Poof IPO Goes Up in Smoke
Company: SimStar Digital Media
Inc. 500 Ranking: #430, 1999
Cause of IPO death: A roll-up that unraveled
Cost incurred: $30,000
They call it a "poof IPO." And it works like this: in one magical moment, you and three, four, or more companies come together to form one big, happy public company. It's a roll-up and public offering wrapped up into one. "You're all independents until the IPO, and then -- poof! -- you become one," explains Dave Reim, the 36-year-old founder and president of SimStar Digital Media, a $2.9-million provider of E-business services to the pharmaceutical industry, in Princeton, N.J.
Reim figured his little company had nothing to lose and everything to gain by participating in a poof IPO, although that financial arrangement is still considered unconventional. It all began in February 1998, when Reim received an invitation from Capstone Partners, a boutique private-equity firm in New York City that specializes in poof IPOs and roll-ups.
Like a promoter putting together a new rock band, Capstone invited Reim to "audition" for the group. Capstone had already corralled four software companies that worked in the medical industry. Thanks to its Internet experience, SimStar struck a chord. So Reim was in, and the adventure began. By May 1998 five letters of intent sat on the table.
SimStar, the smallest and youngest entrant at just five years old, was clearly lucky to be in such company. The other four participants were older, larger, and more experienced. The group posted combined revenues of $60 million. Alone, SimStar would have been hard-pressed to get institutional-investor attention. With the others, the company was suddenly part of an offering valued at $270 million and floated by Lehman Brothers.
In giddy disbelief Reim sat in on meetings with Capstone. While the nine other company founders negotiated, he took it all in. "I benefited by surfing behind them," he says. But he was also a little skeptical, and, as it turned out, rightly so. Most of the companies, he observed, were barely acquainted with one another. SimStar had a strategic relationship with the largest company, he says, but no prior experience with the other three.
The preposterousness of five companies getting hitched without a proper courtship wasn't lost on Reim. He kept the pending deal under wraps. He issued no stock options or press releases, revealing the plan to only his wife and chief financial officer.
Nevertheless, the IPO continued to move forward. In the summer of '98 the auditors, KPMG, moved in. By the second week of August, the five companies were ready to file a single S-1 registration form with the SEC. And Reim was just a week away from breaking the news to everyone at his company. About to become a millionaire many times over, he thought about how he'd share the wealth with his family and employees. "Once the S-1 was written up, I started spending the money in my head," he admits. "I thought we'd worked out all the kinks."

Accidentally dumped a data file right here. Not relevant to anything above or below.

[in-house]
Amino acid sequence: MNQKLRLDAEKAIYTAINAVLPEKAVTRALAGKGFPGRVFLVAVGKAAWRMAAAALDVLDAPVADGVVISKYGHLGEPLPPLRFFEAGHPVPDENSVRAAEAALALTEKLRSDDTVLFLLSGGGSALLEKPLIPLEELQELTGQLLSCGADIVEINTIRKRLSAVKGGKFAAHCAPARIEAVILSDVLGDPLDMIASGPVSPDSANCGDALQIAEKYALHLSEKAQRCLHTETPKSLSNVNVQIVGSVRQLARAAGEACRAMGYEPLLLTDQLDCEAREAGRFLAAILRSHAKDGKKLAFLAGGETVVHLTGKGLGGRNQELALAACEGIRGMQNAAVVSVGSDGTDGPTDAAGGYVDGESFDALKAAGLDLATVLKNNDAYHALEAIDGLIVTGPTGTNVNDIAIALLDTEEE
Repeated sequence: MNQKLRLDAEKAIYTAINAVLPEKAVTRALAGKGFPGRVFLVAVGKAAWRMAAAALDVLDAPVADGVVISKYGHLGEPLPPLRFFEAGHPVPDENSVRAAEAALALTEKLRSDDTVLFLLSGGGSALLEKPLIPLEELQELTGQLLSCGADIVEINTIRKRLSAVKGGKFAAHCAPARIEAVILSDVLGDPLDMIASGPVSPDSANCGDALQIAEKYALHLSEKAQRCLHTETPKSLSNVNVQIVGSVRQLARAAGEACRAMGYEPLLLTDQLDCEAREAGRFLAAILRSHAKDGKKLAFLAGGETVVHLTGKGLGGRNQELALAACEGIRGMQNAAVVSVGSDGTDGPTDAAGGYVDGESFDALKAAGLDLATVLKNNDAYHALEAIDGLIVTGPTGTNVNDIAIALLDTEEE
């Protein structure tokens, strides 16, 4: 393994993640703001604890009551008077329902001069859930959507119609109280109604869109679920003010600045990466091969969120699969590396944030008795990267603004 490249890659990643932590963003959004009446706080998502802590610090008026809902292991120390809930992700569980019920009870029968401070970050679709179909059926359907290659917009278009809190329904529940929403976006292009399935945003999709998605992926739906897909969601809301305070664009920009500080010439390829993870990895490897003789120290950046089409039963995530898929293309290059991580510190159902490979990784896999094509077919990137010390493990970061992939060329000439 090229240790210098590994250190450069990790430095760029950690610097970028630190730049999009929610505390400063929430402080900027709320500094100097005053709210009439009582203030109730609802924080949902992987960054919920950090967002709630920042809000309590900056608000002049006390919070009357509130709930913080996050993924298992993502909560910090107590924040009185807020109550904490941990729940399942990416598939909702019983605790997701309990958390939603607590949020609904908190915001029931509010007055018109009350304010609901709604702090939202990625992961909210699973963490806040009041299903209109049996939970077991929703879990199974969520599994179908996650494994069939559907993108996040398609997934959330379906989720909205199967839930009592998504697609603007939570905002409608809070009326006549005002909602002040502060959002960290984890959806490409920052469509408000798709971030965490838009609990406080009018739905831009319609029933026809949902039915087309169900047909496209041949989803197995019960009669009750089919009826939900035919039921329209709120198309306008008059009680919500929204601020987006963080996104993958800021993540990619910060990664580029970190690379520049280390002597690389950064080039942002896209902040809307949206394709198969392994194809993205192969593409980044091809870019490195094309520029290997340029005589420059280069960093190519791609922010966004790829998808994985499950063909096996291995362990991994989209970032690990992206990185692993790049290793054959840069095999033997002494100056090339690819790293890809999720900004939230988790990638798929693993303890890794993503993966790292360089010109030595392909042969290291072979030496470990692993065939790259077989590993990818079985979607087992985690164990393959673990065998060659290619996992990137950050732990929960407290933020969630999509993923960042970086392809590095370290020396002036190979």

And then the bottom fell out of the stock market. The word on the street was no more IPOs in 1998. The deal was off. Then on again: in October the IPO window appeared to open for Internet companies and those doing business in the medical industry. There was talk of doing the offering in mid-1999. But by the end of '98, the roll-up was unraveling once again. In December the largest company pulled out altogether after deciding the whole thing was too risky. The deal was dead for good.
Reim was left to contemplate how SimStar could have come so close to being a public company and yet be so far away. On the day the poof IPO went up in smoke, the 10 executives exchanged a consoling round of E-mail. One likened the experience to that of a group of fraternity brothers watching their frat house burn down.
For a little while anyway, Reim had been part of an exclusive club. Few companies get as far as filing the S-1, never mind rubbing shoulders with Lehman Brothers -- particularly five-year-old companies with less than $3 million in sales. "We were a pimple on the financial landscape," Reim concedes. "We never could have swung this deal on our own."
Today he's feeling fortunate for the experience and infinitely wiser about his options. "In a go-go economy," he notes, "you're going to get approached a lot" by a variety of deal makers. His advice: "Stay focused on your own business. Don't spend too much management time on the process."
Knowing how fragile both IPOs and roll-ups can be, how does Reim feel? Surprisingly upbeat. He says he'd still consider another poof IPO, because of the power in numbers. "You had 10 founders who collectively shared the workload. I would've shuddered to have done that alone." The founders also shared the expense -- and Reim considers the $30,000 he kicked in for auditing and legal costs a bargain.
He's even taken to heart some advice that he originally found offensive. He relates that a venture capitalist he met through connections he'd made during the IPO process "told me my [ high] profit margin meant I wasn't committed to the business." Reim has since decided that the fellow had a point, and he's now plowing more of his profits back into marketing, with the goal of making SimStar the clear leader in its niche. The CEO says he's also absorbed valuable lessons about how valuations are calculated, for example, and how to adhere to public accounting standards. He's using his newfound knowledge to increase SimStar's value, regardless of whether the company goes public, merges, or stays private.
"There were a lot of unexpected bonuses from the process," concludes Reim. His M.B.A. from Wharton pales next to the education he has won firsthand, he says. "This is the best case study I've ever been involved in. It was nine months. And it was real life."
Susan Greco is a senior writer at Inc.